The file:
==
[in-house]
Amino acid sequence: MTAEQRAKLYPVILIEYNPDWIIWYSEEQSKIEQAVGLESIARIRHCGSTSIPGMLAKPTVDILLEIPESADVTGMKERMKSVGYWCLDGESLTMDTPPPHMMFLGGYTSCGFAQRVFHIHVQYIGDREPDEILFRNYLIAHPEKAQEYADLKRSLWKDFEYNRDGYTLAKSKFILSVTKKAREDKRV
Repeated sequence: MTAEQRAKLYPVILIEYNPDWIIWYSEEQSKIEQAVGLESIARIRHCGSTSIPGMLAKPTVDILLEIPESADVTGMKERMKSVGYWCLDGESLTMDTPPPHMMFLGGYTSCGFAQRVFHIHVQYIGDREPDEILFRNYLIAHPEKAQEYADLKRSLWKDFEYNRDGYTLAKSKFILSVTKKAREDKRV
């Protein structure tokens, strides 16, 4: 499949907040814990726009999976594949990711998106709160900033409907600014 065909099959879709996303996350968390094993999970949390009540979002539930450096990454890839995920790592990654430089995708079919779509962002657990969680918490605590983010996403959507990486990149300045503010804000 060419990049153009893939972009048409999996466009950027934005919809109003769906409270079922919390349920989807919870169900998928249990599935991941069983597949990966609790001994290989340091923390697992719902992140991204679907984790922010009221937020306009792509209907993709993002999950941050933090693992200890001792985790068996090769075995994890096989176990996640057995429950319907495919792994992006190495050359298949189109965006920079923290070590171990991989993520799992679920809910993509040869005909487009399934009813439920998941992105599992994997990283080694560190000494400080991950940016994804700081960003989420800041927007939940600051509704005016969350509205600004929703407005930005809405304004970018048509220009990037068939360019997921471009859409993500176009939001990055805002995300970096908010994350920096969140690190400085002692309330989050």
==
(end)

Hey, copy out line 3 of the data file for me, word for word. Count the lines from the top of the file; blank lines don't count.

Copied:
Repeated sequence: MTAEQRAKLYPVILIEYNPDWIIWYSEEQSKIEQAVGLESIARIRHCGSTSIPGMLAKPTVDILLEIPESADVTGMKERMKSVGYWCLDGESLTMDTPPPHMMFLGGYTSCGFAQRVFHIHVQYIGDREPDEILFRNYLIAHPEKAQEYADLKRSLWKDFEYNRDGYTLAKSKFILSVTKKAREDKRV